Kay Rahardjo and Mary Ann Dowling
As companies attempt to address an ever-expanding variety of financial and operational threats to their balance sheets, today's complex and competitive business climate increases the probability (and consequences) of being wrong. In the face of these challenges, each organization's senior management must make a series of decisions not only to enhance the value of the company, but also to protect it from unfortuitous events that can dilute its value rather quickly.
Selecting the best decision-making framework to address the universe of risks facing a firm is a problem many companies are struggling with. The questions executives are asking include: What are my risks? What is their magnitude? What is my risk appetite? What risks should I retain? Which ones should I transfer to a third party?
Traditionally, various risks have been managed independently throughout organizations. For instance, one area is typically responsible for purchasing insurance to mitigate the financial impact of fire losses, product liability claims or severely injured workers. Another area will minimize the losses from fluctuations in foreign exchange and interest rates while yet another will take the responsibility for managing commodity risk. All of these specialized functions make decisions that are reflected somewhere on the balance sheet and, depending on the company's positions, can have a negative effect.
This approach is relatively inefficient since there is no way to measure these risks on a common basis, assess the interrelationship between the risks and analyze their potential firm-wide impacts. In contrast, looking at these risks on a portfolio basis allows a company to see how they interact and provides management with a better perspective on how the balance sheet will be affected if unanticipated events occur. Making the transition to a strategic approach to risk management requires a number of steps that include creating a business risk profile; determining management's objectives; developing and implementing a comprehensive strategy; and measuring the performance of the selected risk management tools and methods.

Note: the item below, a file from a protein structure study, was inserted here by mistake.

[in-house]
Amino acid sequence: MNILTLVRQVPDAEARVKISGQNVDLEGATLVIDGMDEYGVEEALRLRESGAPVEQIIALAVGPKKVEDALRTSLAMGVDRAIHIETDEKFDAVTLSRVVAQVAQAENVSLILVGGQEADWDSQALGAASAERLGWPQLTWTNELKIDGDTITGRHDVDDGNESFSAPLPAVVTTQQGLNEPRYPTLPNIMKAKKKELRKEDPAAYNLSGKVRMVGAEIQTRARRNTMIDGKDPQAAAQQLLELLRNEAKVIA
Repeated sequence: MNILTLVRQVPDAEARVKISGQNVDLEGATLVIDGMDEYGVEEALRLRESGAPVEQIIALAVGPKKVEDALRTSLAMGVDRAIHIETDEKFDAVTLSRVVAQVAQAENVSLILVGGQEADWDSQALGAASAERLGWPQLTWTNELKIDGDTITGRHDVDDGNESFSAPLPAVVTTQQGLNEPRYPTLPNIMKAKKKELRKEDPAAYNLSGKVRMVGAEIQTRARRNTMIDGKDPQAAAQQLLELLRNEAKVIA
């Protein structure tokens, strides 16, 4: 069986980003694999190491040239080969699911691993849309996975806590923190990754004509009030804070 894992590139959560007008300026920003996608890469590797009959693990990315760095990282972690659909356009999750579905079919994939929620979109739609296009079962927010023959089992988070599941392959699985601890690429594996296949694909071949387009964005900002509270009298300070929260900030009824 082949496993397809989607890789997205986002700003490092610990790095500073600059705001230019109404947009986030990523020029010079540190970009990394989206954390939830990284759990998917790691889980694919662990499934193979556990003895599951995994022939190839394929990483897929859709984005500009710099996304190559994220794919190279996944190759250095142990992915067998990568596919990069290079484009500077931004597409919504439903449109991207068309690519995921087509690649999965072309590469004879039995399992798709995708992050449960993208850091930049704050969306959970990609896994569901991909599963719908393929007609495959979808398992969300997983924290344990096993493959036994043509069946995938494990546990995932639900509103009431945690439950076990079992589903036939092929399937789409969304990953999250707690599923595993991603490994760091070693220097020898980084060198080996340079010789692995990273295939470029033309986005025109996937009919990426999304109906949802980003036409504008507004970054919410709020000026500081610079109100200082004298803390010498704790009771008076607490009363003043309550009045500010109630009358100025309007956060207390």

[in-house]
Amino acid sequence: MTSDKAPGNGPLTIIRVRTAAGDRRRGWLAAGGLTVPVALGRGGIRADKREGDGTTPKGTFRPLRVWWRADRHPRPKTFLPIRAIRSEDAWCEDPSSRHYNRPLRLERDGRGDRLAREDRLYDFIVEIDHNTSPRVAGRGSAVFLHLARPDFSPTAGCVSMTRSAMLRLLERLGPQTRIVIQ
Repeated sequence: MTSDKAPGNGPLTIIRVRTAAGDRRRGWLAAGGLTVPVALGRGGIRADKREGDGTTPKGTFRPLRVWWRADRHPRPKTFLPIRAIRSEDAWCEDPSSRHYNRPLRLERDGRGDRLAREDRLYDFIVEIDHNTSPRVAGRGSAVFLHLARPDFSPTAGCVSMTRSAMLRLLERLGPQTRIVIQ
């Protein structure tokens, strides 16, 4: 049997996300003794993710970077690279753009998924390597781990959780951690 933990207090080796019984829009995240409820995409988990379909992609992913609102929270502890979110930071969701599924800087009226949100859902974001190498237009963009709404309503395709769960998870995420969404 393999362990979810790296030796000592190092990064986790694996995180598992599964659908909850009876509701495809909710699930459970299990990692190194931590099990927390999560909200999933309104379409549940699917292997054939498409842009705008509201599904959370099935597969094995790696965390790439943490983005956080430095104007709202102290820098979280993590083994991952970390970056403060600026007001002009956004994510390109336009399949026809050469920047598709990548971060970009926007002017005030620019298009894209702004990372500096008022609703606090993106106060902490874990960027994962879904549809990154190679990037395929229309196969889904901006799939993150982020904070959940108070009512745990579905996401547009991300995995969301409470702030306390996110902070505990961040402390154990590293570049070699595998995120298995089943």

Business Risk Profile
To understand and address its risks, a company needs to identify them, quantify their magnitude and measure their potential impact. This requires looking within the different business units, identifying the universe of risks they face and drilling down within each category of risk to uncover the unexpected circumstances that can influence the assumptions or conditions in force when the organization's business plan was created.
After listing the various business risks, it is helpful to further categorize them by the impact they can have on your organization. The risk mapping process illustrated in Exhibit 1 can be a helpful tool in doing so. In a risk map, an organization's risks are charted into four quadrants depending on whether an event has a high or low probability of occurrence, and whether it could result in a highly severe loss or a low-severity loss. (This example is illustrative only - any company would have many more risks than these.)
Every risk has two aspects: size and tenor. The magnitude of each risk the organization maps will help dictate how it will be addressed. Exposures that fall into the upper right-hand quadrant will be the highly severe risks that can occur with a high frequency - the risks that will require the utmost in prevention or management. Those risks in the upper left-hand quadrant, which are less likely to occur, will also require a great deal of attention because, if and when they do occur, they will cost your company a great deal of money.
Other important considerations will be the exposures' time horizon and the cost of the vehicles used to manage each risk. If the horizon is far off, which increases an event's unpredictability, the cost of vehicles used to manage that risk will be higher. …